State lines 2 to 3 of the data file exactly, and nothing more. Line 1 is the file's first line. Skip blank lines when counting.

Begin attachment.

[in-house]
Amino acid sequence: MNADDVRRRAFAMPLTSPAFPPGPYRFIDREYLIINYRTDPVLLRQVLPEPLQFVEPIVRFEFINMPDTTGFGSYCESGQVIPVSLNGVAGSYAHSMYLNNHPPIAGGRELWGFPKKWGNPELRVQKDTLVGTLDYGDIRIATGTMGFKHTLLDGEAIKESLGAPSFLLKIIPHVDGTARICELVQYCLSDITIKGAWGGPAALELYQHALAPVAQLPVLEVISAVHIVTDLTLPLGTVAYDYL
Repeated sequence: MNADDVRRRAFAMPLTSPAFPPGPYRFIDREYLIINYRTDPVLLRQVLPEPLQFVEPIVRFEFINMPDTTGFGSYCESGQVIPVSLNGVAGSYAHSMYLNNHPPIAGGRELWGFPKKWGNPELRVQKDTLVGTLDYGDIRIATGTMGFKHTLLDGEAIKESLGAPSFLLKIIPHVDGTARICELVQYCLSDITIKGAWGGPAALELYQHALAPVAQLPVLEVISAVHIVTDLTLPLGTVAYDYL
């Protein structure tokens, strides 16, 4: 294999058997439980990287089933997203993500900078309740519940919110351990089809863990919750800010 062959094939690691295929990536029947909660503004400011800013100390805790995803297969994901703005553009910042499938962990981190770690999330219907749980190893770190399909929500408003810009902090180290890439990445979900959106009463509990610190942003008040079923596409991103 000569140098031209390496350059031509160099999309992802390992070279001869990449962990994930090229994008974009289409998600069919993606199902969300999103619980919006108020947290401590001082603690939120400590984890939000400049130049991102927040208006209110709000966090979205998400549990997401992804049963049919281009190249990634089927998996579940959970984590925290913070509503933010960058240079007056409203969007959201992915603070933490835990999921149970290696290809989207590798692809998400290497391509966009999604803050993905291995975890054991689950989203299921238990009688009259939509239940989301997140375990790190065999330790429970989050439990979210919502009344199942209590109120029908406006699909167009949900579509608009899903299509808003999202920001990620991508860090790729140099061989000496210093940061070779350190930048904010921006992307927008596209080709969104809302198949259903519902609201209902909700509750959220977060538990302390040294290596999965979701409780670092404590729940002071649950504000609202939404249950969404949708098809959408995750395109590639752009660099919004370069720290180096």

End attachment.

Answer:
Amino acid sequence: MNADDVRRRAFAMPLTSPAFPPGPYRFIDREYLIINYRTDPVLLRQVLPEPLQFVEPIVRFEFINMPDTTGFGSYCESGQVIPVSLNGVAGSYAHSMYLNNHPPIAGGRELWGFPKKWGNPELRVQKDTLVGTLDYGDIRIATGTMGFKHTLLDGEAIKESLGAPSFLLKIIPHVDGTARICELVQYCLSDITIKGAWGGPAALELYQHALAPVAQLPVLEVISAVHIVTDLTLPLGTVAYDYL
Repeated sequence: MNADDVRRRAFAMPLTSPAFPPGPYRFIDREYLIINYRTDPVLLRQVLPEPLQFVEPIVRFEFINMPDTTGFGSYCESGQVIPVSLNGVAGSYAHSMYLNNHPPIAGGRELWGFPKKWGNPELRVQKDTLVGTLDYGDIRIATGTMGFKHTLLDGEAIKESLGAPSFLLKIIPHVDGTARICELVQYCLSDITIKGAWGGPAALELYQHALAPVAQLPVLEVISAVHIVTDLTLPLGTVAYDYL